If you’ve made it to this point in our “How to Grow” series, you’ve already determined that you can legally grow cannabis for other individuals and patients. Today we’ll be discussing some real, practical concerns around growing for multiple people. So let’s get down to brass tacks, shall we?
The Elephant in the Room
First, let’s address something that’s really important. The rules and laws surrounding caregivers are often… vague, to put it politely. Even states or countries with explicit rules surrounding caregivers may not specify everything you need to know for your operation. Lawyers may only be able to give you a shrug as their best answer to a question, as some of the specifics may actually need to be worked out in a court.
Just remember to always be polite and courteous to law enforcement, and present any and all documentation they ask for. It is not wise to carry weapons or alcohol while you are working with cannabis, as this may incite further investigation. Police are often just trying to do their best given their current understanding of the law, and they are not lawyers.
One of the first practical questions you’ll need to tackle is where you can grow. Some jurisdictions are specific about where or how you can grow, and other jurisdictions are less restrictive. Based on your country/state law, and your county/city law, you may only be able to grow in specific areas and specific zones. As part of this process, you may need to draw up several maps and refer to city planners or city clerks to determine what is an appropriate location.
In this instance, we’ll use Tucson, Arizona (where I live) as an example. Arizona law dictates the following for caregivers:
- May only cultivate cannabis if your patient(s) are greater than 25 miles away from the closest dispensary. Note that this rule does not define where you as a caregiver may grow.
- You must operate as a non-profit, as defined by the state.
Seems simple right? But wait, I’m in Tucson. Tucson has its own rules too.
- Caregiver cultivation sites may be in the caregiver’s residence.
- Caregivers who are growing for more than one patient must cultivate in city zones of C-2, C-3, I-1, and I-2 (Commercial or Industrial Zones).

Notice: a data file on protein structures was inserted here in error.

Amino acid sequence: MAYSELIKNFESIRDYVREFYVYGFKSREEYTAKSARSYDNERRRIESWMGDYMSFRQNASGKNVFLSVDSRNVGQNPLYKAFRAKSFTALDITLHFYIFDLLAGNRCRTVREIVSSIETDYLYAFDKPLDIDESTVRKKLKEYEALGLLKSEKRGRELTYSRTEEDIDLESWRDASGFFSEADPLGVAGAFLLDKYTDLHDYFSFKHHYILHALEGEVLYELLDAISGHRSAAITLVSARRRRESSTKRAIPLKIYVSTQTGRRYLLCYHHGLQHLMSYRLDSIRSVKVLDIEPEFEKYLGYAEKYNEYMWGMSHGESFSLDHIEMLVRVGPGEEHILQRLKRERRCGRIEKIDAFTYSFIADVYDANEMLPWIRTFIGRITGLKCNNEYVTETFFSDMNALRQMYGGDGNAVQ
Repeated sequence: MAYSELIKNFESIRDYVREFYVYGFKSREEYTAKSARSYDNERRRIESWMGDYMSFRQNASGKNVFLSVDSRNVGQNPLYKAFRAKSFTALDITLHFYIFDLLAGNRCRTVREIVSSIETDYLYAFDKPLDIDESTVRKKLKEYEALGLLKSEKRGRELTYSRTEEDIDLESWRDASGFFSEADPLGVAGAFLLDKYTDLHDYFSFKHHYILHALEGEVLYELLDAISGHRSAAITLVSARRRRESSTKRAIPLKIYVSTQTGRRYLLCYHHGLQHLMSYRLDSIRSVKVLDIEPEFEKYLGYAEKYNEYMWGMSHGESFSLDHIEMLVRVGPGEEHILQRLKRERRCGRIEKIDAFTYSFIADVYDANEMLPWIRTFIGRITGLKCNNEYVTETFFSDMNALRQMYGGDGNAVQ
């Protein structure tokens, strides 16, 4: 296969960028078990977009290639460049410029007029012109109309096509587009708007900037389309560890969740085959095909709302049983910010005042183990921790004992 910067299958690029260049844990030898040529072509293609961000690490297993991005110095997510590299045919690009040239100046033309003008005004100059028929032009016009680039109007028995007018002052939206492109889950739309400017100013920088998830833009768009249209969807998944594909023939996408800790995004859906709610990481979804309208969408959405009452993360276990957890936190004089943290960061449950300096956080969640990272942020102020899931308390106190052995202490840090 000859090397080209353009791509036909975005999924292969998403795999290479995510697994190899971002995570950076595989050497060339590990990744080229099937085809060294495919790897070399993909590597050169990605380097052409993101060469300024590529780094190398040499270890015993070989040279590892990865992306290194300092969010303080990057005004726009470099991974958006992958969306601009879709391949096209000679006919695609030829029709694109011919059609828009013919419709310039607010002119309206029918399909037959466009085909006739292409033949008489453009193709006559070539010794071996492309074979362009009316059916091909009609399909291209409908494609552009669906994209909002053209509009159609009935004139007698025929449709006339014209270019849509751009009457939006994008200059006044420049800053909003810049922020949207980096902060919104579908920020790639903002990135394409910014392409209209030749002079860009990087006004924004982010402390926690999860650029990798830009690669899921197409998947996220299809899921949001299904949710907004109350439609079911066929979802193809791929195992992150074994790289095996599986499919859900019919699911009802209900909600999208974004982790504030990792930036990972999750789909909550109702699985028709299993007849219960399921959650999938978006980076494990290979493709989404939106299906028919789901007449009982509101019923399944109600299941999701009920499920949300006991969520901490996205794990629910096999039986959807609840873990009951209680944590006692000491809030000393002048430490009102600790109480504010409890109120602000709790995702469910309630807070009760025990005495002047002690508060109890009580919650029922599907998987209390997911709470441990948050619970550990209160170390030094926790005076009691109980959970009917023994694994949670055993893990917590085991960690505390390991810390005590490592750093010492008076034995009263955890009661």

- Multiple caregivers may cultivate in the same location PROVIDED that the total cultivation size is under 250 square feet.
- All conditions applying to dispensary cultivation sites also apply to caregivers, except for the ability to grow at your place of residence.
Now let’s say you’re a caregiver in Tucson, and you don’t want your whole house smelling like cannabis all the time. Fair enough, you’ll just find another facility, right? Well, then there’s an entire set of other rules that applies to you. These rules denote “setback” distances dependent on your location relative to other things such as:
- Other cultivation sites (Setback by >2000 feet in commercial zones)
- Schools (Setback by >1000 feet in commercial zones, >500 feet in industrial zones)
- Churches, libraries, public parks (Setback by >1000 feet in commercial zones)
- Rehab centers and halfway houses. (Setback by >2000 feet in commercial zones)
Additionally, these rules also note that the structure in which cultivation takes place must be considered a permanent structure, not temporary. As you can see, these rules are extensive, and many caregivers opt to grow on their own personal property.
Editor’s Note: All distances are measured “as the crow flies,” in a circular radius around any of these facilities.
Second Editor’s Note: I also took a look at Pima County rules on cultivation sites (since Tucson is located in Pima County), and fortunately all Pima County rules are included in Tucson city rules, so it would’ve been redundant to add them to this article.
These rules such are fairly typical for cities that have made rulings on cannabis cultivation in their jurisdiction. Your city may or may not make these rules easily accessible, and it is your responsibility to find these rules if you are a caregiver. If your municipality has not made any ruling on cannabis cultivation, then only county, state, and country rules shall apply. Just remember that if the rules change, you’ll need to keep an eye on them!